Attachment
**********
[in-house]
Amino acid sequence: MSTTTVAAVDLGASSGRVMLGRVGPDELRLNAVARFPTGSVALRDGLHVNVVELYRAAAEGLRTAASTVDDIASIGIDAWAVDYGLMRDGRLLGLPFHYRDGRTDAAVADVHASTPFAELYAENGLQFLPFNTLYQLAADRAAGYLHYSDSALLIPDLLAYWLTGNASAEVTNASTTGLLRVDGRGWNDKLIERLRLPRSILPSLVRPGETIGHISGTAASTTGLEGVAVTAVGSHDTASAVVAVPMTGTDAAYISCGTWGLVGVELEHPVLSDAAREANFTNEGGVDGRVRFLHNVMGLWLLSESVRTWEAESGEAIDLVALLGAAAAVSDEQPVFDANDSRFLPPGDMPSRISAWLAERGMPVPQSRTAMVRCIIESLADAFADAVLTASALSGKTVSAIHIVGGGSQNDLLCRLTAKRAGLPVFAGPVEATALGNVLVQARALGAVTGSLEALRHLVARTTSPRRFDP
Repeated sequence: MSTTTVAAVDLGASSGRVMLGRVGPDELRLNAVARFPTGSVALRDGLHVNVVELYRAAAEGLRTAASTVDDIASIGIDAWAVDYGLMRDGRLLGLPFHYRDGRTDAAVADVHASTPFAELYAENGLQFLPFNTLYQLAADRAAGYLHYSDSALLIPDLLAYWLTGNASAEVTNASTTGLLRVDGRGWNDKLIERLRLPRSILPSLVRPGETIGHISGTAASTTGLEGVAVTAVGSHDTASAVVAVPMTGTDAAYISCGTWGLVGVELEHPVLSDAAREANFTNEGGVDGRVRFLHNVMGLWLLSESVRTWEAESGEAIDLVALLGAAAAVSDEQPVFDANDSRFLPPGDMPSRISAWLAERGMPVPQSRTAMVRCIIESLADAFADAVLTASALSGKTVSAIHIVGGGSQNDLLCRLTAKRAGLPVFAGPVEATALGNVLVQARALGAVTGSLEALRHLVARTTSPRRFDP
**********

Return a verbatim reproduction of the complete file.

[in-house]
Amino acid sequence: MSTTTVAAVDLGASSGRVMLGRVGPDELRLNAVARFPTGSVALRDGLHVNVVELYRAAAEGLRTAASTVDDIASIGIDAWAVDYGLMRDGRLLGLPFHYRDGRTDAAVADVHASTPFAELYAENGLQFLPFNTLYQLAADRAAGYLHYSDSALLIPDLLAYWLTGNASAEVTNASTTGLLRVDGRGWNDKLIERLRLPRSILPSLVRPGETIGHISGTAASTTGLEGVAVTAVGSHDTASAVVAVPMTGTDAAYISCGTWGLVGVELEHPVLSDAAREANFTNEGGVDGRVRFLHNVMGLWLLSESVRTWEAESGEAIDLVALLGAAAAVSDEQPVFDANDSRFLPPGDMPSRISAWLAERGMPVPQSRTAMVRCIIESLADAFADAVLTASALSGKTVSAIHIVGGGSQNDLLCRLTAKRAGLPVFAGPVEATALGNVLVQARALGAVTGSLEALRHLVARTTSPRRFDP
Repeated sequence: MSTTTVAAVDLGASSGRVMLGRVGPDELRLNAVARFPTGSVALRDGLHVNVVELYRAAAEGLRTAASTVDDIASIGIDAWAVDYGLMRDGRLLGLPFHYRDGRTDAAVADVHASTPFAELYAENGLQFLPFNTLYQLAADRAAGYLHYSDSALLIPDLLAYWLTGNASAEVTNASTTGLLRVDGRGWNDKLIERLRLPRSILPSLVRPGETIGHISGTAASTTGLEGVAVTAVGSHDTASAVVAVPMTGTDAAYISCGTWGLVGVELEHPVLSDAAREANFTNEGGVDGRVRFLHNVMGLWLLSESVRTWEAESGEAIDLVALLGAAAAVSDEQPVFDANDSRFLPPGDMPSRISAWLAERGMPVPQSRTAMVRCIIESLADAFADAVLTASALSGKTVSAIHIVGGGSQNDLLCRLTAKRAGLPVFAGPVEATALGNVLVQARALGAVTGSLEALRHLVARTTSPRRFDP